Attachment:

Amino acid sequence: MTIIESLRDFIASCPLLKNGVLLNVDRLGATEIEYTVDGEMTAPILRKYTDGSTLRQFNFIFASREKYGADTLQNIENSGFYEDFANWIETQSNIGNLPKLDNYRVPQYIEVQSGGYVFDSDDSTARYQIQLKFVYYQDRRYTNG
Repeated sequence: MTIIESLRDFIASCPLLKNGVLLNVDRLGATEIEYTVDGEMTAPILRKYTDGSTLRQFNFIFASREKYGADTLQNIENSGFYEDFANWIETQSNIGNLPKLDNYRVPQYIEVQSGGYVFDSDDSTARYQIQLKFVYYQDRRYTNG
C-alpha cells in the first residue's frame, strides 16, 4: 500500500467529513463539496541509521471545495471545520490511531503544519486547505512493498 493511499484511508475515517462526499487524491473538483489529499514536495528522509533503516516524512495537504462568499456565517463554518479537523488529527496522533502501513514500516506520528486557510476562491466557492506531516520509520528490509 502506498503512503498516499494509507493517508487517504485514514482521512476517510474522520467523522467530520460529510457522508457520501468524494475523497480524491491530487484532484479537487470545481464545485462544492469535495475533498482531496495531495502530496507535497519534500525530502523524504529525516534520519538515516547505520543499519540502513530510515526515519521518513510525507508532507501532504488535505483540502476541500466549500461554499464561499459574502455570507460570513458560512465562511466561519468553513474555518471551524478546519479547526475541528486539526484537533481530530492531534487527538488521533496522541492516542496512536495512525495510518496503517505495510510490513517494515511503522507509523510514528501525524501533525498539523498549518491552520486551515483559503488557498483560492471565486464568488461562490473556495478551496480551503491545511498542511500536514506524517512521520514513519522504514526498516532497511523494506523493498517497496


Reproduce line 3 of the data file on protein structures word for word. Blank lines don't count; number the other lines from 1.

C-alpha cells in the first residue's frame, strides 16, 4: 500500500467529513463539496541509521471545495471545520490511531503544519486547505512493498 493511499484511508475515517462526499487524491473538483489529499514536495528522509533503516516524512495537504462568499456565517463554518479537523488529527496522533502501513514500516506520528486557510476562491466557492506531516520509520528490509 502506498503512503498516499494509507493517508487517504485514514482521512476517510474522520467523522467530520460529510457522508457520501468524494475523497480524491491530487484532484479537487470545481464545485462544492469535495475533498482531496495531495502530496507535497519534500525530502523524504529525516534520519538515516547505520543499519540502513530510515526515519521518513510525507508532507501532504488535505483540502476541500466549500461554499464561499459574502455570507460570513458560512465562511466561519468553513474555518471551524478546519479547526475541528486539526484537533481530530492531534487527538488521533496522541492516542496512536495512525495510518496503517505495510510490513517494515511503522507509523510514528501525524501533525498539523498549518491552520486551515483559503488557498483560492471565486464568488461562490473556495478551496480551503491545511498542511500536514506524517512521520514513519522504514526498516532497511523494506523493498517497496